The Basics of the Volumetrics Diet

The Volumetrics diet was developed by Dr. Barbara Rolls, a nutrition professor at Penn State University, with the intention of creating a dietary approach that emphasizes healthy eating patterns rather than a structured, restrictive diet.

The Volumetrics series of books is centered around dietary “energy density” and “nutrient density.” Foods with high energy density have a higher calorie content in a given portion, while those with low energy density have fewer calories per portion. Similarly, foods that are nutrient-dense provide high levels of nutrients relative to the calories they contain, often having little or no saturated fat, sodium or added sugars.

The Volumetrics diet emphasizes eating low-energy-dense, high-nutrient-dense foods like fruits, vegetables, whole grains and low-fat dairy. Conversely, high-energy-dense foods, such as those with a high proportion of unhealthy fats or sugar and little moisture, are recommended to be limited. The idea is that by focusing on eating foods that are lower in calories and higher in water and important nutrients like fiber, the body will feel satisfied while still losing weight.

Guidelines for the Volumetrics diet

Instead of singling out specific foods or food groups to avoid, the Volumetrics philosophy is more about what to eat. Foods are divided into four groups based on their energy density that help with meal planning and portion control.

Group 1: Foods including non-starchy fruits and vegetables, nonfat milk and broth-based soups

Group 2: Foods including starchy fruits and vegetables, grains, breakfast cereal, low-fat meat, legumes and low-fat mixed dishes

Group 3: Foods including meat, cheese, pizza, French fries, salad dressing, bread, pretzels, ice cream and cake

Group 4: Foods including crackers, chips, chocolate candies, cookies, nuts, butter and oil

Foods contained within Group 1 are very low in energy density and are considered “free” foods to eat any time. The energy density increases from Groups 2 to 4, so more attention to portion control is needed with foods in these groups to avoid excess energy intake. Portion sizes and specific inclusion of groups will vary from person to person, but most will fall into a similar pattern of three meals and two to three snacks each day. Followers of the Volumetrics diet can keep track of what they eat and drink in a food record to monitor progress and identify common patterns, but exact measurements aren’t required. In addition to the food component, the Volumetrics diet provides specific plans for increasing exercise to at least 30 minutes per day most days of the week, an amount supported by the 2018 Physical Activity Guidelines for Americans.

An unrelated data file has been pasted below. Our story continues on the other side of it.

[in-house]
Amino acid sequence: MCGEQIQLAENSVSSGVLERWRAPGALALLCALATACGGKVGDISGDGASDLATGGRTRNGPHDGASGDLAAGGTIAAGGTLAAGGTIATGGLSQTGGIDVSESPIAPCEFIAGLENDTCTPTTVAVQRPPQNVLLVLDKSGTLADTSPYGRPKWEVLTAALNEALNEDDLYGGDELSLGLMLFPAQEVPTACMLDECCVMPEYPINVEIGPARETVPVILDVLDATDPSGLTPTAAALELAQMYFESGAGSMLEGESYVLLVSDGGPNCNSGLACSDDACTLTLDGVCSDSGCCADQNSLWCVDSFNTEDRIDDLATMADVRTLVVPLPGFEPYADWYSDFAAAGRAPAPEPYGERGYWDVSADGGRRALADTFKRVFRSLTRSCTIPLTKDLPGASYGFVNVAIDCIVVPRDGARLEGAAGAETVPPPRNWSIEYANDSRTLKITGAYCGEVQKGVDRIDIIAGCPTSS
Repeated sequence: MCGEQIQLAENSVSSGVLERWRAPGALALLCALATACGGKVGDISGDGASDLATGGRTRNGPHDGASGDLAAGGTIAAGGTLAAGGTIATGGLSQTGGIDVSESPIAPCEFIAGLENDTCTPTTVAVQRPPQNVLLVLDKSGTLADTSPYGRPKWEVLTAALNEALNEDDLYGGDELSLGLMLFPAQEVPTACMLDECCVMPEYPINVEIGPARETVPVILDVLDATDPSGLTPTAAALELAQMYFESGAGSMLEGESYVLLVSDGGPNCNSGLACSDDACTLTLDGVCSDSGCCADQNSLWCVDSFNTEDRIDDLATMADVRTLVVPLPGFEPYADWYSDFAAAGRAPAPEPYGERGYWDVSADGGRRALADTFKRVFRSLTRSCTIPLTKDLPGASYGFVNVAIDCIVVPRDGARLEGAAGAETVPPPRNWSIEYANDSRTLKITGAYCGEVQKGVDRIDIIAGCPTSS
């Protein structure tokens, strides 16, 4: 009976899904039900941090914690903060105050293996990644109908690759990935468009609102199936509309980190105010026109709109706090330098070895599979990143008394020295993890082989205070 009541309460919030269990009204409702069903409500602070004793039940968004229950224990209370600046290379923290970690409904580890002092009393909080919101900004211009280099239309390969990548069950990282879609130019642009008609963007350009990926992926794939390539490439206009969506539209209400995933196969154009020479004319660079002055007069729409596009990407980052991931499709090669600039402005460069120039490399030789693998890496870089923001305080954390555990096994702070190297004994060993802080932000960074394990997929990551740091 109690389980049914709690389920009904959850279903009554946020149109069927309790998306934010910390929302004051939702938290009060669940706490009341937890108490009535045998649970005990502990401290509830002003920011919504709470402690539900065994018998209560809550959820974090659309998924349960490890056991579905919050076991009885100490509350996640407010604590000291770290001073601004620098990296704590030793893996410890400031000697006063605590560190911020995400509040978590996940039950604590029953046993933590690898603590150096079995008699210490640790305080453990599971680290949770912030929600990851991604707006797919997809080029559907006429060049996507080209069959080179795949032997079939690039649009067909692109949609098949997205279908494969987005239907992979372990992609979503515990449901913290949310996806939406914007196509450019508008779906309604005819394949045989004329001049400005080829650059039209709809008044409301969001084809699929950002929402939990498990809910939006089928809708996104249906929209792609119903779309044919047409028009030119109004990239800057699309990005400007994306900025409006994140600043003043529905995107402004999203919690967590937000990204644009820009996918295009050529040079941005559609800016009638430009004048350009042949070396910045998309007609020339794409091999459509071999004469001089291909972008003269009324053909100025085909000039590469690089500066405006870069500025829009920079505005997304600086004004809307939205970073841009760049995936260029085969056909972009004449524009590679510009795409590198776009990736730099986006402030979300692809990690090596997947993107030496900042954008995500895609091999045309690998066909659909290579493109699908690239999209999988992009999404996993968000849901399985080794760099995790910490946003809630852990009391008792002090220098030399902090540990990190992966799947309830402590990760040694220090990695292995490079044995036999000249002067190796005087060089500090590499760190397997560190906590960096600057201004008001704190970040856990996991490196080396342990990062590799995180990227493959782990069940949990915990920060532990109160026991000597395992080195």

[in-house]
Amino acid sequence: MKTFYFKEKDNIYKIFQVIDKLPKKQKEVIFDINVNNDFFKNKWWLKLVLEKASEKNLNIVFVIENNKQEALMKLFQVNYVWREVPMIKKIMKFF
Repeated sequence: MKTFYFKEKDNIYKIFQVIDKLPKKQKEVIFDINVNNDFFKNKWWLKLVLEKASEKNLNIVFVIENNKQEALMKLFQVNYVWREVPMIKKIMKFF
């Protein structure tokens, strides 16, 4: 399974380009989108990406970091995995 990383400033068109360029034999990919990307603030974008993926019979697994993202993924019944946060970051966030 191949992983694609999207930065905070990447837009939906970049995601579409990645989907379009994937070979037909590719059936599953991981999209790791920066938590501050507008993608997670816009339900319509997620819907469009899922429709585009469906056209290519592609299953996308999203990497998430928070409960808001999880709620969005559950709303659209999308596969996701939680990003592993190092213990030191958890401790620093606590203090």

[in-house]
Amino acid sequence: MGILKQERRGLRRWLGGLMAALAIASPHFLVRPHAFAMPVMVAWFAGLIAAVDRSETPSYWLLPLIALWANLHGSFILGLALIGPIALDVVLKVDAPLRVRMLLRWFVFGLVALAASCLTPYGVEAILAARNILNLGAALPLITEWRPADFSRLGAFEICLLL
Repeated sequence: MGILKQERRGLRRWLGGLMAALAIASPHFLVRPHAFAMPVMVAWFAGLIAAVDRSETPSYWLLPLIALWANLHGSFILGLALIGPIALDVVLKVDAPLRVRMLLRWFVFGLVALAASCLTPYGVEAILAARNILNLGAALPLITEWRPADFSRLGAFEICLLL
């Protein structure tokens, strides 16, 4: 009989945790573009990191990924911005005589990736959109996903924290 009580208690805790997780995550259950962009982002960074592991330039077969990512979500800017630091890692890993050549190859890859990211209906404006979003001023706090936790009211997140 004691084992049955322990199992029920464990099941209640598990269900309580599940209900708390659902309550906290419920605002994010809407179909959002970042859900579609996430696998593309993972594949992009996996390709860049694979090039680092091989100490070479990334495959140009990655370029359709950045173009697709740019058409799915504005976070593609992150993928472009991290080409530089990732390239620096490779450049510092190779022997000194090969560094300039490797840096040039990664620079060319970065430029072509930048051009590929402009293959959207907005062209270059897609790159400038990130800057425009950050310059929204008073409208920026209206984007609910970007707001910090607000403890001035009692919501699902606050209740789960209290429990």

One of the benefits of the Volumetrics diet is that it doesn’t put any foods on a “do not eat” list, which gives people the freedom to choose where high-nutrient-dense foods and drinks fit within their overall eating pattern.

Some research suggests that the more we restrict a particular food or food group, the more we want it, so building in “room” for certain favorites offers a healthier way of framing caloric splurges. Specifically, small portions of foods considered to be healthy and energy-dense, like common cooking oils (e.g., olive and canola oils) and nuts (e.g., almonds and walnuts), are recommended. These foods provide essential fatty acids that our bodies use for vitamin and mineral absorption, energy production and maintaining cell health; and this diet acknowledges that they are important to include rather than skip altogether.

The Volumetrics diet and health

While more analysis is needed on the role of energy density in weight management and the prevention of overweight and obesity, there is research supporting the use of a low-energy-dense diet to improve appetite control and help achieve weight-loss goals. By emphasizing whole foods and personalization of the diet rather than cutting out entire food groups or placing strict rules on food consumption, the Volumetrics diet is likely to be a more sustainable eating pattern than popular, quick-fix fad diets.

Some research has also been done on the connection between energy density and specific health outcomes:

  • Cardiovascular disease: Some research suggeststhe potential for a low-energy-dense diet to benefit factors affecting cardiovascular disease, but sufficient evidence is lacking to fully support this.
  • Type 2 diabetes: In a large observational study, women who ate diets higher in energy density had a higher risk of developing type 2 diabetes as compared with women who followed a lower-energy-dense diet.
  • Breast cancer: One large observational study determined that women who had the highest-energy-dense diet had a higher risk for postmenopausal breast cancer compared with women who followed the lowest energy-dense diet.
  • Weight loss: Several systematic reviews and meta-analyses of observational studies have found lower-energy-dense diets to be associated with lower body weights. Evidence from randomized controlled trials have also shown lower-energy-dense diets to be helpful for weight management and weight loss maintenance.

Most of these condition-specific studies have been observational in design, meaning that they can’t prove cause and effect like randomized controlled trials (RCTs) can (that is, that a lower-energy-dense diet caused a lower risk for disease development). Studies on the impact of energy density on body weight have been tested in RCTs with positive results. That said, larger and longer-term RCTs are needed to fully understand the effects of energy density on specific health conditions and in different populations.

This was written by Madeline Radigan, with contributions from Ali Webster, PhD, Kris Sollid, RD, and Alyssa Pike, RD.